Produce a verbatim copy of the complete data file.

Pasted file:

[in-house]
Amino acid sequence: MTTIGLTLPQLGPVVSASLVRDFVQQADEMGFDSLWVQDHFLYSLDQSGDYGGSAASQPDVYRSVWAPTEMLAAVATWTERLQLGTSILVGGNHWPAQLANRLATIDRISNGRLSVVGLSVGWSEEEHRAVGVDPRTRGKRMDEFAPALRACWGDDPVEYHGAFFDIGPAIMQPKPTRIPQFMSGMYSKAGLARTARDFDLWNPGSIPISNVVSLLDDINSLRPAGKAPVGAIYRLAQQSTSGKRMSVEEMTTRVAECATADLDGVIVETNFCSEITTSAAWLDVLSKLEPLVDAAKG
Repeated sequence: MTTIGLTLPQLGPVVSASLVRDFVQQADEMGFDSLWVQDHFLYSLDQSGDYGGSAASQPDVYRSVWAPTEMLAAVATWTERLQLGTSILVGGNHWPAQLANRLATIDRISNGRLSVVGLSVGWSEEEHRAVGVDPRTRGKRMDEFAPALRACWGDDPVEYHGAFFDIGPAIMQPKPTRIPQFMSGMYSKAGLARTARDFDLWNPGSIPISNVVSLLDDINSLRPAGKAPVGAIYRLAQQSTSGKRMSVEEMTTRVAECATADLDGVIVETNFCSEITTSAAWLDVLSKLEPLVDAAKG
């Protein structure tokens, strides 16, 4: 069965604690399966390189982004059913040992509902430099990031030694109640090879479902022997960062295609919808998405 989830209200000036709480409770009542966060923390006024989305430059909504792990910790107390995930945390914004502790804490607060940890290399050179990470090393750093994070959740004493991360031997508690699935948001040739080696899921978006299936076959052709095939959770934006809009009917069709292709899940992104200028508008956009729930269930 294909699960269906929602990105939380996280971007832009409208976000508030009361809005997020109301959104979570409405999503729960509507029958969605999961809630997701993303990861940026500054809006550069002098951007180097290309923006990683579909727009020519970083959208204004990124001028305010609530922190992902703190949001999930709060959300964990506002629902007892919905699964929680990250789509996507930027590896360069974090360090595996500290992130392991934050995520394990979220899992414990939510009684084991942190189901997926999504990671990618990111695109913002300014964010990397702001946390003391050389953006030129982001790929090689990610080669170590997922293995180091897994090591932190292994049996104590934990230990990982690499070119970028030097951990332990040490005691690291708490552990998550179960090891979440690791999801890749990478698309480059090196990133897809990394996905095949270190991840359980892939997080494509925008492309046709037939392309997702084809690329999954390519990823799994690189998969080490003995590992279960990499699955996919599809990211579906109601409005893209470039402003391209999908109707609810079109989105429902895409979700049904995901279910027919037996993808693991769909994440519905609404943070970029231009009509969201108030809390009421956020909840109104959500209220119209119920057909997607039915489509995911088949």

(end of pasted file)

[in-house]
Amino acid sequence: MTTIGLTLPQLGPVVSASLVRDFVQQADEMGFDSLWVQDHFLYSLDQSGDYGGSAASQPDVYRSVWAPTEMLAAVATWTERLQLGTSILVGGNHWPAQLANRLATIDRISNGRLSVVGLSVGWSEEEHRAVGVDPRTRGKRMDEFAPALRACWGDDPVEYHGAFFDIGPAIMQPKPTRIPQFMSGMYSKAGLARTARDFDLWNPGSIPISNVVSLLDDINSLRPAGKAPVGAIYRLAQQSTSGKRMSVEEMTTRVAECATADLDGVIVETNFCSEITTSAAWLDVLSKLEPLVDAAKG
Repeated sequence: MTTIGLTLPQLGPVVSASLVRDFVQQADEMGFDSLWVQDHFLYSLDQSGDYGGSAASQPDVYRSVWAPTEMLAAVATWTERLQLGTSILVGGNHWPAQLANRLATIDRISNGRLSVVGLSVGWSEEEHRAVGVDPRTRGKRMDEFAPALRACWGDDPVEYHGAFFDIGPAIMQPKPTRIPQFMSGMYSKAGLARTARDFDLWNPGSIPISNVVSLLDDINSLRPAGKAPVGAIYRLAQQSTSGKRMSVEEMTTRVAECATADLDGVIVETNFCSEITTSAAWLDVLSKLEPLVDAAKG
């Protein structure tokens, strides 16, 4: 069965604690399966390189982004059913040992509902430099990031030694109640090879479902022997960062295609919808998405 989830209200000036709480409770009542966060923390006024989305430059909504792990910790107390995930945390914004502790804490607060940890290399050179990470090393750093994070959740004493991360031997508690699935948001040739080696899921978006299936076959052709095939959770934006809009009917069709292709899940992104200028508008956009729930269930 294909699960269906929602990105939380996280971007832009409208976000508030009361809005997020109301959104979570409405999503729960509507029958969605999961809630997701993303990861940026500054809006550069002098951007180097290309923006990683579909727009020519970083959208204004990124001028305010609530922190992902703190949001999930709060959300964990506002629902007892919905699964929680990250789509996507930027590896360069974090360090595996500290992130392991934050995520394990979220899992414990939510009684084991942190189901997926999504990671990618990111695109913002300014964010990397702001946390003391050389953006030129982001790929090689990610080669170590997922293995180091897994090591932190292994049996104590934990230990990982690499070119970028030097951990332990040490005691690291708490552990998550179960090891979440690791999801890749990478698309480059090196990133897809990394996905095949270190991840359980892939997080494509925008492309046709037939392309997702084809690329999954390519990823799994690189998969080490003995590992279960990499699955996919599809990211579906109601409005893209470039402003391209999908109707609810079109989105429902895409979700049904995901279910027919037996993808693991769909994440519905609404943070970029231009009509969201108030809390009421956020909840109104959500209220119209119920057909997607039915489509995911088949």